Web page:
The great bard of Bengal, Rabindranath Tagore, was of the view that education should be a ‘joyous exercise of our inventive and constructive energies’. As an educator, my interest in VR therefore lies in understanding its role and potential in spearheading changes in our educational ecosystems. Although, change, as Larry Cuban rightly points out, is often entangled together with the constant when it comes to school environments, rather than an either/or dichotomy as reformers would have us believe. Cuban defines useful instructional technology as any teaching tool available to teachers for use in instructing students in a more efficient and thought provoking manner, instead of depending solely on the use of the teacher’s voice.
Likewise, Bill Ferster, in his seminal work Teaching Machines, observes that classroom instruction is an expensive and time-consuming process, fraught with contradictory theories, motives, and frustratingly uneven results. This is the juncture at which virtual reality in education can be of use, in creating a more dynamic and participatory learning environment for young learners. At a time when technology is becoming an increasingly integral part of our lives and more so that of school-going children around the world, it behooves technologists and teachers to work together to find creative solutions in order to bridge learning gaps, and VR can pave the way in such endeavors.
Capturing the imagination of information-saturated students is perhaps paradoxically the easiest and hardest task for VR-based learning. However, as Jamie Donally discusses in her new book, Learning Transported: Augmented, Virtual and Mixed Reality for All Classrooms, ‘Most students want to explore learning through a technology lens and these tools are still building momentum, making this the prime time to capture their attention. Students are eager to see the new technology because it’s part of their culture’ (2018). To elucidate upon Donally’s view, she believes that though students of today may have already encountered immersive technology in some shape or form (games, etc…), seeing it figure into a lesson or curricular activity holds the palpable possibility of engaging and intriguing them. In addition to increased engagement, students can further benefit from:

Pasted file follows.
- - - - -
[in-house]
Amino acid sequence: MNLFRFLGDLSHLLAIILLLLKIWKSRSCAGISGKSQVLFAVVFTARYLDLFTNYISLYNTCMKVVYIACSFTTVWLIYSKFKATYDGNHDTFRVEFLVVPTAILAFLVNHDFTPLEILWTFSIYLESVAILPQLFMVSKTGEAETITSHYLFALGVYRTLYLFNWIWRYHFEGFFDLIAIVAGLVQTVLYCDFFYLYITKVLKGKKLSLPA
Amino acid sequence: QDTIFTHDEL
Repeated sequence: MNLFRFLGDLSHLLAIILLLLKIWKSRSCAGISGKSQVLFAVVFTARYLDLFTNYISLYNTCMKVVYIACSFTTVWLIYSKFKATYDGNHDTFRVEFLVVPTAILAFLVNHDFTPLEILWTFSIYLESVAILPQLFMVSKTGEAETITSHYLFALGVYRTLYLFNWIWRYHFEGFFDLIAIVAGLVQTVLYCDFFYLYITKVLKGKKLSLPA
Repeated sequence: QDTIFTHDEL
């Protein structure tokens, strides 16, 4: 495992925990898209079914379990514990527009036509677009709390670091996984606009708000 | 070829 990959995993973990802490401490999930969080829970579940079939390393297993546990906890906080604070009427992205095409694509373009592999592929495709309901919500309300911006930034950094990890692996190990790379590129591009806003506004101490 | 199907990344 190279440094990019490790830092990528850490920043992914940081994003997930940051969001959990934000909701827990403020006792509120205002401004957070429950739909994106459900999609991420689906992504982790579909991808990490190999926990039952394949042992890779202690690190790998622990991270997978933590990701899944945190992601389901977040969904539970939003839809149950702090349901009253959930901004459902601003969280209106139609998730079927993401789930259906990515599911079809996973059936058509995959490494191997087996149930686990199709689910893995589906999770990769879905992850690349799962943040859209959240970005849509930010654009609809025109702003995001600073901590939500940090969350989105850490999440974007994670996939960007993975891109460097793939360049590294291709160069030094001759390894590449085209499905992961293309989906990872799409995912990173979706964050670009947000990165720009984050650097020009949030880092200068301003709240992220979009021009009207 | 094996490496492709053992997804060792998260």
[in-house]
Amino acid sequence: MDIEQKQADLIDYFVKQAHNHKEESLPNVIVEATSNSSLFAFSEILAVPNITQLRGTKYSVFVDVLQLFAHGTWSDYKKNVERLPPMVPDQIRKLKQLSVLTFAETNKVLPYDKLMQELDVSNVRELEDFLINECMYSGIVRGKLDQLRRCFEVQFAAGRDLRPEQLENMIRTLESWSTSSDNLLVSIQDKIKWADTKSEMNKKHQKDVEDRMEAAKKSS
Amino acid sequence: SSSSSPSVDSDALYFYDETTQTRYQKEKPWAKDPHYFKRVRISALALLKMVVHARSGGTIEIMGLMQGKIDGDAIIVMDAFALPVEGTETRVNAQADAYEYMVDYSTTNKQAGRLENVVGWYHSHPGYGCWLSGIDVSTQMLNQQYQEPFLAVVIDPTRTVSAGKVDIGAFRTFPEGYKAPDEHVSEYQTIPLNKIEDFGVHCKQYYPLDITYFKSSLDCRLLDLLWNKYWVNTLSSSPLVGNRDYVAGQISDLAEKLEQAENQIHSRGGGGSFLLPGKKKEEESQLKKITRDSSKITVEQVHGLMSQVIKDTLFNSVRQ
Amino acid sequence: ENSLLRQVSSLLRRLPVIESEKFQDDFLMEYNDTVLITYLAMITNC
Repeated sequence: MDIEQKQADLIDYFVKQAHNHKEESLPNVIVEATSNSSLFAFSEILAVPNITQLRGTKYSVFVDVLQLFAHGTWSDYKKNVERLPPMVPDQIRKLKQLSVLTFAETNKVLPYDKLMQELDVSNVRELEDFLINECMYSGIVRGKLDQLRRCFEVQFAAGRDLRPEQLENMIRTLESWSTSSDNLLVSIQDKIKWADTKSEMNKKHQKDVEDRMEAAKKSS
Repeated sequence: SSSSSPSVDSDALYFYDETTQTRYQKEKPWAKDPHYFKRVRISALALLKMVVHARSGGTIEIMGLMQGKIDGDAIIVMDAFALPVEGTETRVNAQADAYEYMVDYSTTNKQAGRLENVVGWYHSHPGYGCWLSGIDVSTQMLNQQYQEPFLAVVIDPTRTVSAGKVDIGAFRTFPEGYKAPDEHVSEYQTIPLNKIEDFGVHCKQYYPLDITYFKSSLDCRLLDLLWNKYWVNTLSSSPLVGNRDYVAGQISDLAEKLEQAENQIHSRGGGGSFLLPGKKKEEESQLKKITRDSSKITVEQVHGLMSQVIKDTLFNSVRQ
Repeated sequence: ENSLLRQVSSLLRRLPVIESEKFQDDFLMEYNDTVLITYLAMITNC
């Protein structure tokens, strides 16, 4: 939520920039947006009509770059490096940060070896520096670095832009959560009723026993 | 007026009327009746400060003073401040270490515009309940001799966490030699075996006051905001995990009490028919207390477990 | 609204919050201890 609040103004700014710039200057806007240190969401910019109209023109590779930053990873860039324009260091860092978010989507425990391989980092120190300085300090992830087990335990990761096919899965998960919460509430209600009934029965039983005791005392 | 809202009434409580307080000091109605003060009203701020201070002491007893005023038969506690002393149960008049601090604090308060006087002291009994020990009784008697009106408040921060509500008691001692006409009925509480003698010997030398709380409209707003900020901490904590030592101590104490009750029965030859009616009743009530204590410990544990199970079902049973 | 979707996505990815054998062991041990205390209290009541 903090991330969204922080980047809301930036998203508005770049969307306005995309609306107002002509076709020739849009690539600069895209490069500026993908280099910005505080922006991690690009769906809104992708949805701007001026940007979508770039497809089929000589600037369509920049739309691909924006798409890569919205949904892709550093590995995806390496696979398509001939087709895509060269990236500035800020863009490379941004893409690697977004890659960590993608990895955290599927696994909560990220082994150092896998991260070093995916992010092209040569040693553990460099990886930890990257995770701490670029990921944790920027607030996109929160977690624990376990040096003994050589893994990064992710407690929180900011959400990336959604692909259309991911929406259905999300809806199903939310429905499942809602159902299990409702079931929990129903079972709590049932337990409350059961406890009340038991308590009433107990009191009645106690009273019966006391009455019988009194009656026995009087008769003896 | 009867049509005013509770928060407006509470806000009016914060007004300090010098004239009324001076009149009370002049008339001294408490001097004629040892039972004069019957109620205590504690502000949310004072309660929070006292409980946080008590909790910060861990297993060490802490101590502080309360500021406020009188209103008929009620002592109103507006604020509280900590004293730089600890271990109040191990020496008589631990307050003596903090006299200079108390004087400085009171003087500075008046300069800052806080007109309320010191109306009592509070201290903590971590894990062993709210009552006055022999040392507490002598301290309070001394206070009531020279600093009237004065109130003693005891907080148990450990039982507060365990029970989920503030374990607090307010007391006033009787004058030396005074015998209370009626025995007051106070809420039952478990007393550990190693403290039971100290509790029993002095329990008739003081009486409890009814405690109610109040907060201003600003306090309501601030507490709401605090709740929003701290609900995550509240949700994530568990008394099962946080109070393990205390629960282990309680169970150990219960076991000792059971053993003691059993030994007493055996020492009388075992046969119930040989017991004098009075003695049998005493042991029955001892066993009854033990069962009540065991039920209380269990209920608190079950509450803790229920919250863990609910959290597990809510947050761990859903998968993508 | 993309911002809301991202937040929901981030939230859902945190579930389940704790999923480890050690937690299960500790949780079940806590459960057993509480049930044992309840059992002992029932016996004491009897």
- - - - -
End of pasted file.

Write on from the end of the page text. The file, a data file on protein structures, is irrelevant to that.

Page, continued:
When given the opportunity, students want to discover learning for themselves rather than being told the answer, states Donally. Take for instance, the Virtual Harlem Project (VHp), is a collaborative learning network that was started with the purpose of studying the Harlem Renaissance, an important period in African American literary history, through the construction of a virtual reality scenario that brings to life Harlem, New York, as it existed in the 1920-30s. Even as traditional learning methods continue to stress upon declarative knowledge, primarily in the form of facts and concepts, VR-based learning can usher in a richly experiential mode of acquiring, absorbing and retaining knowledge by bringing reality–past, present, and future–to life, virtually.
The most important question for innovators and educators, as we peer into the crystal ball, is how to take VR based learning forward into the future. In mapping the future of virtual reality in education, experts believe that AI, artificial intelligence, will play a pivotal role. While VR can provide a complete learning environment, the backbone of AI is data. With AI in VR, innovators can glean data regarding which part of the environment the learner finds most interesting or chooses to ignore, track student activity, and understand learning gaps, eventually building on the data gathered to devise dynamic learning solutions, sophisticated metrics of evaluation, and a more textured learning experience.
The objective will always be to better comprehend how each student learns and what kind of learners they are, with a view to assisting educators in performing their tasks in the most efficient way possible, creating a seamless and riveting educational experience. Although individual learning is a key component of the learning process, collaborative exercises, as in a classroom, are fundamental elements towards acquiring a purposeful education. The future of VR, therefore, will incorporate more social aspects in the learning environment, and AI can help in making interactions realistic and spontaneous for the student.
Nothing endures but change, wrote the pre-Socratic philosopher Heraclitus, and that sums up the most exciting part about the future of educational technology. We are only beginning to unravel the skeins of future possibilities when it comes to VR in education, and if the history of its development is anything to go by, an extraordinary journey awaits us all.
Behera, Arun K; T. Bhuvanesh Ram. ‘Rabindranath Tagore’s Progressive Educational Vision’. The Dawn Journal Vol. 4, No. 1, January – June 2015.
Cuban, Larry. Teachers and Machines: The Classroom Use of Technology Since 1920. Teachers College Press, 1986.
Donally, Jamie. Learning Transported: Augmented, Virtual and Mixed Reality for All Classrooms. International Society for Technology in Education, 2018.
Ferster, Bill. Teaching Machines: Learning from the Intersection of Education and Technology. JHU Press, 2014.
The great bard of Bengal, Rabindranath Tagore, was of the view that education should be a ‘joyous exercise of our inventive and constructive energies’. As an educator, my interest in VR therefore lies in understanding its role and potential in spearheading changes in our educational ecosystems. Although, change, as Larry ….
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